The oil industry is a mainstay in America with several states taking a lot of their economy from the survival and viability of the industry in their state.

"Big oil," as some have taken to calling it, has been under attack in the election cycle that we are in now and in states where the industry is as big as it is here in Louisiana, people tend to take it personally.  We have seen the President himself taking on oil and saying that they make too much money.  Many wonder what that means for states like the Bayou State.

Fox Business came out with a list of the states that rely on the industry and I noticed something that doesn't jump out at first glance, but maybe it should.  For the record, here is the list:

1. Texas

2.  Alaska

3.  California

4.  North Dakota

5.  New Mexico

6.  Oklahoma

7.  Wyoming

8.  Utah

9.  Louisiana

10.  Montana

Look down the list and you will notice that 8 out of 10 are red states, or states that traditionally vote Republican in elections.  That leaves two other states.  California is a state that has been a reliably blue state since the days of Bill Clinton and I don't look for that to change.  That narrows it down to New Mexico, which has been looked at as a swing state in the last several Presidential campaigns.  What does that mean?  Let's look a little closer at this election.

Barack Obama came in talking about hope and change and in the midst of it has presided over gas prices that have gone through the roof, clouds and are soaring through space at the moment.  He has talked about how oil should not get the tax breaks that so many other businesses get and use every year at tax time.  He has set up an us versus them mentality when it comes to oil, but so far it doesn't seem to be taking.  Indeed, many are wondering where the money is coming from to be able to fill the tank and haven't had time to see "big oil" as the evil one.  Instead, they look at where prices were when Obama took office and where they are now.  Oil has not changed in all of that time, but the President's policies have taken hold and driven up prices and fears about what he would like to do if he is reelected.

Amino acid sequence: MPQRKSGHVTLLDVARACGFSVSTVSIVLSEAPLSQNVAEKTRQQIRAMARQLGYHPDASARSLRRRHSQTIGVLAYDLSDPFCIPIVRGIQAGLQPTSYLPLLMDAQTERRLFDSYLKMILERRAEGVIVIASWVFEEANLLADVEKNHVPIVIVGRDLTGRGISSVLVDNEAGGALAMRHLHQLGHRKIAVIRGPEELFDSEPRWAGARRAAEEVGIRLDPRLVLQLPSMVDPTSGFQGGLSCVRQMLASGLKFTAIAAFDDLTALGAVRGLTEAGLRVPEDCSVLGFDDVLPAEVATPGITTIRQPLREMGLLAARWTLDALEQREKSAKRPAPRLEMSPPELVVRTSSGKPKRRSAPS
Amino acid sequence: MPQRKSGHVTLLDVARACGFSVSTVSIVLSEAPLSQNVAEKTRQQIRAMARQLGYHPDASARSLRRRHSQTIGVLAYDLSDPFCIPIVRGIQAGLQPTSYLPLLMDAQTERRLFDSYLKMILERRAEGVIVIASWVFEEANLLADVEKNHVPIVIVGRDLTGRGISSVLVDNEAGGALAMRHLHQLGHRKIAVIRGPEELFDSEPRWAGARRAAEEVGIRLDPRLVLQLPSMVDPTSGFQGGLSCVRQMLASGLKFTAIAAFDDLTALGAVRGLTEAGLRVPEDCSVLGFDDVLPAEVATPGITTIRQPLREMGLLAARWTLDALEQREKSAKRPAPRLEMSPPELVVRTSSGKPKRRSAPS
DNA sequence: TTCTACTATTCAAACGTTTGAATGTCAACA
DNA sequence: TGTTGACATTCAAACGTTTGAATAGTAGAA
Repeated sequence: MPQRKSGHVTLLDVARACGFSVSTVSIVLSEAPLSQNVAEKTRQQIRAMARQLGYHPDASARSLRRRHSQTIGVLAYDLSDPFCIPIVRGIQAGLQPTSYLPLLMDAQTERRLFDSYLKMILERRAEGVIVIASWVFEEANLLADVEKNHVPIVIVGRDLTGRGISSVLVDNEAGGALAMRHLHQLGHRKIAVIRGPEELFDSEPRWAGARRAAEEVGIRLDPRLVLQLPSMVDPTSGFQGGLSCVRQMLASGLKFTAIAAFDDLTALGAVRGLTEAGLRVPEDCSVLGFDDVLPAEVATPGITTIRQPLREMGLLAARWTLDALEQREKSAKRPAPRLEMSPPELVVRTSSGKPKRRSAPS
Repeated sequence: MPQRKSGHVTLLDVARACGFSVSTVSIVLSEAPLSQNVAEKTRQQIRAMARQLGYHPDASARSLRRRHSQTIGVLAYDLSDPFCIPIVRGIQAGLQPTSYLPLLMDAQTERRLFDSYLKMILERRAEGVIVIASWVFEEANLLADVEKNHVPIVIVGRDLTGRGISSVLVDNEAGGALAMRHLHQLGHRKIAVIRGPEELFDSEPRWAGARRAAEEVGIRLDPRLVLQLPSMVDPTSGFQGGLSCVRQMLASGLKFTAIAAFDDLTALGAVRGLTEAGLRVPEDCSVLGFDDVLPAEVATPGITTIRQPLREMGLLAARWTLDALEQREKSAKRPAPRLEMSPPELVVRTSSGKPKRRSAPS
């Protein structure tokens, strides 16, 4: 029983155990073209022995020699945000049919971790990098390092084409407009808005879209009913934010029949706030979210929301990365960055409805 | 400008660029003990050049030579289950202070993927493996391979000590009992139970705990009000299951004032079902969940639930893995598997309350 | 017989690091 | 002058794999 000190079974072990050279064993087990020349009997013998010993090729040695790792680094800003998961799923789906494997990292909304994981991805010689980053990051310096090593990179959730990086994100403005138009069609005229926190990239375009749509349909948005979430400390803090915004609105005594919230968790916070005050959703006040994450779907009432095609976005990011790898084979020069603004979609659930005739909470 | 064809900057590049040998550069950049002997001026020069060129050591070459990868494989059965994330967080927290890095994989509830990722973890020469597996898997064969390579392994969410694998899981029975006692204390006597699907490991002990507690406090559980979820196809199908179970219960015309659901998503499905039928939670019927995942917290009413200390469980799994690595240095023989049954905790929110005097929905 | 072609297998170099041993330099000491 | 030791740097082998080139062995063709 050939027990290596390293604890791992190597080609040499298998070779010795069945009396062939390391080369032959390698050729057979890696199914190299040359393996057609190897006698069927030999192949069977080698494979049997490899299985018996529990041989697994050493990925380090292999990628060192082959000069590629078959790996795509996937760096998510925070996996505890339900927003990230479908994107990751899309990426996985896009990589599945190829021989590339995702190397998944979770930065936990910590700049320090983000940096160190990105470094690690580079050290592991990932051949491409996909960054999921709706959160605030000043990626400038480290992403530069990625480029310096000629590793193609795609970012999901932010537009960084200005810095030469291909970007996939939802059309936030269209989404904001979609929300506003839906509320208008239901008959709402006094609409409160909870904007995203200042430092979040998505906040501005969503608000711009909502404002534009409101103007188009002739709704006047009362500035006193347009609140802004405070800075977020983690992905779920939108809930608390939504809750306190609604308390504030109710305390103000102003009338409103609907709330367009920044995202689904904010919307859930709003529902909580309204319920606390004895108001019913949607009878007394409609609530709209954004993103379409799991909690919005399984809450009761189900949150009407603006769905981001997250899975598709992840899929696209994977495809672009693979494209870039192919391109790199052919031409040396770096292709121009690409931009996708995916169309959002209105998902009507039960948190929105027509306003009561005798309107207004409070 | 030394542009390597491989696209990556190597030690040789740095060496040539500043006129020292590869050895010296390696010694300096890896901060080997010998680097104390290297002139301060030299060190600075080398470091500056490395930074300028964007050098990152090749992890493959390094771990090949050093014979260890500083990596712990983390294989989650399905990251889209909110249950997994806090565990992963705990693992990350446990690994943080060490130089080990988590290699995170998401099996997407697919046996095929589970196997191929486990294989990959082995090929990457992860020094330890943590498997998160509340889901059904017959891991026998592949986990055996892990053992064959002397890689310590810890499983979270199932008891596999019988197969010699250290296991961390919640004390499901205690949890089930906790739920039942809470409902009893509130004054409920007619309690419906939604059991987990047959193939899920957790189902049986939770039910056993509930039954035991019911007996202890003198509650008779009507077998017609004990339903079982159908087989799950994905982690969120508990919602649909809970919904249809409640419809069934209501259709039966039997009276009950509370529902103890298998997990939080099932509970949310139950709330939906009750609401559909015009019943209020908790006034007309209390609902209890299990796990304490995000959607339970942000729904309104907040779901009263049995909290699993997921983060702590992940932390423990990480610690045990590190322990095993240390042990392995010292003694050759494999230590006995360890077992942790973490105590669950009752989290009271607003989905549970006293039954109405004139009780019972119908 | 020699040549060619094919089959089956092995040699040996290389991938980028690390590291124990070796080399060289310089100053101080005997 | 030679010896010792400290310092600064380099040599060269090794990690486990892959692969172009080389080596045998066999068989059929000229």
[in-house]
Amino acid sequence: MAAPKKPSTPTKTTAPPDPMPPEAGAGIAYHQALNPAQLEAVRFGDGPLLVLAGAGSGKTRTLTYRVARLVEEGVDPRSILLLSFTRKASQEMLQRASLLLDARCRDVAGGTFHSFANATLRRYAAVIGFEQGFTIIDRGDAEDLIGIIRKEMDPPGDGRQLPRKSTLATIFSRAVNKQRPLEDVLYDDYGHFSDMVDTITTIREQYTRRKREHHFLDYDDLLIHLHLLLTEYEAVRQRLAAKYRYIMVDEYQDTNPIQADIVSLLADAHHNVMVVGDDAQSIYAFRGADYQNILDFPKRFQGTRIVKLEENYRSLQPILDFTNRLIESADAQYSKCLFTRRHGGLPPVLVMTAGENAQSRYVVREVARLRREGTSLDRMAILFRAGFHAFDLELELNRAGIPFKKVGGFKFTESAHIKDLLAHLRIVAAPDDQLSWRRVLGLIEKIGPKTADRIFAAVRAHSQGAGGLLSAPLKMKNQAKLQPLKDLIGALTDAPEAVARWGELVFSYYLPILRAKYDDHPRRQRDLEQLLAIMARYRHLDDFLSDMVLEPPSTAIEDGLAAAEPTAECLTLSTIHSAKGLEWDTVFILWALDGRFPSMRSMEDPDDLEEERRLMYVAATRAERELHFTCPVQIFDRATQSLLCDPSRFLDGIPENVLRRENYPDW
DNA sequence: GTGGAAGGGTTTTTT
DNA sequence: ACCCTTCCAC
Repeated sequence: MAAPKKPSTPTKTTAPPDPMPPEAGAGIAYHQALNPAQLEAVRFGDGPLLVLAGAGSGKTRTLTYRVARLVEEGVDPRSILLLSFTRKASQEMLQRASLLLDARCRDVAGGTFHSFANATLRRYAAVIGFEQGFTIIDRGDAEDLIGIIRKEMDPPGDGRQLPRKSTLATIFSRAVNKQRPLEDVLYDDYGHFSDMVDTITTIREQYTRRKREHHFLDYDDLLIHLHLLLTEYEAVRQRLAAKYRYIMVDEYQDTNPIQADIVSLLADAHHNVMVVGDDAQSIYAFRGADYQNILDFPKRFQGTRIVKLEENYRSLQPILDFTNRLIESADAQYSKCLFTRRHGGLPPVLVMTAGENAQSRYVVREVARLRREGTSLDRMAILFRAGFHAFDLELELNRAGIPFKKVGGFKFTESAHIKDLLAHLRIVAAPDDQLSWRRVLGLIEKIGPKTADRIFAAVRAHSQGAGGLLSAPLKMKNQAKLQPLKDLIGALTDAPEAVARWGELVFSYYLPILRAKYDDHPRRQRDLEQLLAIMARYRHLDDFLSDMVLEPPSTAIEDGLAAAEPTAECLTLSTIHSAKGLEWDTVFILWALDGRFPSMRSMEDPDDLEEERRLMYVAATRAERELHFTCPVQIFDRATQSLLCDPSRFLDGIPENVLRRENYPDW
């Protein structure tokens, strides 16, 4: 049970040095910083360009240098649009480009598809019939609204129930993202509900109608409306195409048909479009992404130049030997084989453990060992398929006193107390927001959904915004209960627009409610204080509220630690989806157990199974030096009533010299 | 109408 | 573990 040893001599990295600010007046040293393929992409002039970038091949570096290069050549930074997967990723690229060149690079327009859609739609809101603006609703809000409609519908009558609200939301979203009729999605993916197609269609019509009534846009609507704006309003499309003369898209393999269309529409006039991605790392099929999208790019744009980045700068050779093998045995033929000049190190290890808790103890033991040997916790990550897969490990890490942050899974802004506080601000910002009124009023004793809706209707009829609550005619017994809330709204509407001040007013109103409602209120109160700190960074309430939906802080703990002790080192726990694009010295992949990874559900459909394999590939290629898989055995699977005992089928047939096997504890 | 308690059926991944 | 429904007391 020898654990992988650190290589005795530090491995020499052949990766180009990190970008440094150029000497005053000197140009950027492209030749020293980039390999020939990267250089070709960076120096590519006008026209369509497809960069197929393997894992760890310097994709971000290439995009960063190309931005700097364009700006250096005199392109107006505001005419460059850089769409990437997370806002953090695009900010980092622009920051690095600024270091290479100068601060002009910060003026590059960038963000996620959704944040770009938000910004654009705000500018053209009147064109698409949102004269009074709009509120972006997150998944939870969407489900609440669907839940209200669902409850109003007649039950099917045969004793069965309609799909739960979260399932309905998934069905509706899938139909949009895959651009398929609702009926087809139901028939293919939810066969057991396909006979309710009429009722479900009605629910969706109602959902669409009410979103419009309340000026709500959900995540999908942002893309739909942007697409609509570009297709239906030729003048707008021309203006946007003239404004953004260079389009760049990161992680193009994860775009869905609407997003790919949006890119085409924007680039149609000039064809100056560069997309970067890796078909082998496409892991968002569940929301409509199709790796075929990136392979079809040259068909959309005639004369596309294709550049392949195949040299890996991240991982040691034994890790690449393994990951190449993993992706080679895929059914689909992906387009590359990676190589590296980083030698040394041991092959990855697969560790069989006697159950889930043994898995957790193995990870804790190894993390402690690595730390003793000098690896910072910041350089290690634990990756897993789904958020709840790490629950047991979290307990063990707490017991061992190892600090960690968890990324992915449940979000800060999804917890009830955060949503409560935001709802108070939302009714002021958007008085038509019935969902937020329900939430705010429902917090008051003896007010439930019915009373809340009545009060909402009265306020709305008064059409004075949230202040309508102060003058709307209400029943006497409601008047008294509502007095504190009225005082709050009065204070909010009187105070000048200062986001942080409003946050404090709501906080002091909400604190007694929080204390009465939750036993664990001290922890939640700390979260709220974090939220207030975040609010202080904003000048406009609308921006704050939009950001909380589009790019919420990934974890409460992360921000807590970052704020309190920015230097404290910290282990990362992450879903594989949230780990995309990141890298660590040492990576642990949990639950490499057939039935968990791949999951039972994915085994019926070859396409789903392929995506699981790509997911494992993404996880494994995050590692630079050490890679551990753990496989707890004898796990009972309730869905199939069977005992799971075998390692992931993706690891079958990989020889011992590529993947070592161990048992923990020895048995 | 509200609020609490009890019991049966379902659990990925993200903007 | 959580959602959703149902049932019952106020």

That brings us back to the election.  While we know that Texas is generally Republican and Louisiana is all but certain to go red in the next election, there is no doubt that the President is making more than a few enemies in oil producing states.  That sets up two problems for Mr. Obama.  First, he is more than likely to lose New Mexico, which sometimes can swing a close election like this one is likely to be.  Second, the oil industry knows that Barack Obama has not been a friend to the industry.  They would be more likely to donate and volunteer on the behalf of the candidate that will be the nominee for Republicans, likely to be Romney at this point.  The influx of cash on the GOP side will be welcome and will be seen as an investment into the future of the industry by those that are set to profit from oil being widely available and cheap.

It's fair to say that this list will not make any heads turn at the White House, but then again, maybe it should.  With the election expected to be close and a President not friendly to the oil industry, there will be many that want to see Barack Obama add the term "ex" in front of the title that he currently holds.  That being said, energy policy and gas prices may just set the agenda in this election and that would be good news for states just like Louisiana.